"I want to say this," said Bob Nations, director of the Shelby County Office of Emergency Preparedness at the Monday morning briefing. "Graceland is safe. And we would charge hell with water pistols to keep it that way."
Even as television monitors in the briefing room showed a reporter for the Weather Channel standing in floodwaters, Nations pleaded with the media to "stay out of the water." There was a carnival-like atmosphere in downtown Memphis on Sunday, with families and children playing near or even in the shallow floodwaters just off of the sidewalks to take historic pictures.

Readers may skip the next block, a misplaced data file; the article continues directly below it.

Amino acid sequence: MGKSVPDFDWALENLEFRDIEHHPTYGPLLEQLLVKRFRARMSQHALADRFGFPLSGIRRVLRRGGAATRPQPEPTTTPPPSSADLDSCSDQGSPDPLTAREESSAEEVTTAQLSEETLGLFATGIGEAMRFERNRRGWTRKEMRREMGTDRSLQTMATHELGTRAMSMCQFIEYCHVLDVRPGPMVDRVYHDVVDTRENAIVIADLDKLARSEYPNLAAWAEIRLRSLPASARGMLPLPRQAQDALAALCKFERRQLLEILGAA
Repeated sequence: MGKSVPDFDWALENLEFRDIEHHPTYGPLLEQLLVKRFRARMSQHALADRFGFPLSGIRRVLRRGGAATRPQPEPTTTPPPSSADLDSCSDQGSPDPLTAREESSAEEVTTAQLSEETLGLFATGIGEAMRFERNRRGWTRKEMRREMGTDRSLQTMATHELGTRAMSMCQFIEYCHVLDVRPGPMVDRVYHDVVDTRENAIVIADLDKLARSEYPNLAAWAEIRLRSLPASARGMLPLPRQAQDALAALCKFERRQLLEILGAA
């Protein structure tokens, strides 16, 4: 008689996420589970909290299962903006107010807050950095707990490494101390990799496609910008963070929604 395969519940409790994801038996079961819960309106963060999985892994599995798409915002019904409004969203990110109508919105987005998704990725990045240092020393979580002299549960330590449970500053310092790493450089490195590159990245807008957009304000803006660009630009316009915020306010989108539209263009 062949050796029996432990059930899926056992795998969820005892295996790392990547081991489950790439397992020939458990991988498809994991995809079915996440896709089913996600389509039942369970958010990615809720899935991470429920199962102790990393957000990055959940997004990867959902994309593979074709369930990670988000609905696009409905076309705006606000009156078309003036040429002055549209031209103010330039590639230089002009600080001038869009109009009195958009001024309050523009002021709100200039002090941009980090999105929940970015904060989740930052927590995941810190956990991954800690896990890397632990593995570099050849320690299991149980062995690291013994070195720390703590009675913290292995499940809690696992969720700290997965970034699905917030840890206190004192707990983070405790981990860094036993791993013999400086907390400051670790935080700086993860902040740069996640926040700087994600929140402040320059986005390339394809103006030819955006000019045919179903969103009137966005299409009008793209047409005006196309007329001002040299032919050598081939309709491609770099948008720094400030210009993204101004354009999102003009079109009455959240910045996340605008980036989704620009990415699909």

More rain is forecast for Thursday and Friday in the Memphis area. Officials say it could take two weeks for the river to fall below flood stage of 34 feet once the crest is reached.
Nations said that the property damage can't be determined yet.
"It's going to be a nasty one, it's going to be an expensive one."
But he emphasized that local infrastucture, government, levees, and the interstate system are functioning well.
"By and large, our community is operating like we do any other time."
There are a total of 383 people in three local shelters that have opened. Most of the flooding in the Memphis area has been in a small section of HarborTown on the harbor side and in the northern and southern parts of the city and Shelby County. The intersection of North Watkins and Highway 51 is closed and there is flooding in Northaven.
"There is a fascination with the Mississippi River, but we have to look at our tributaries because that is where our highest impact would be," he said.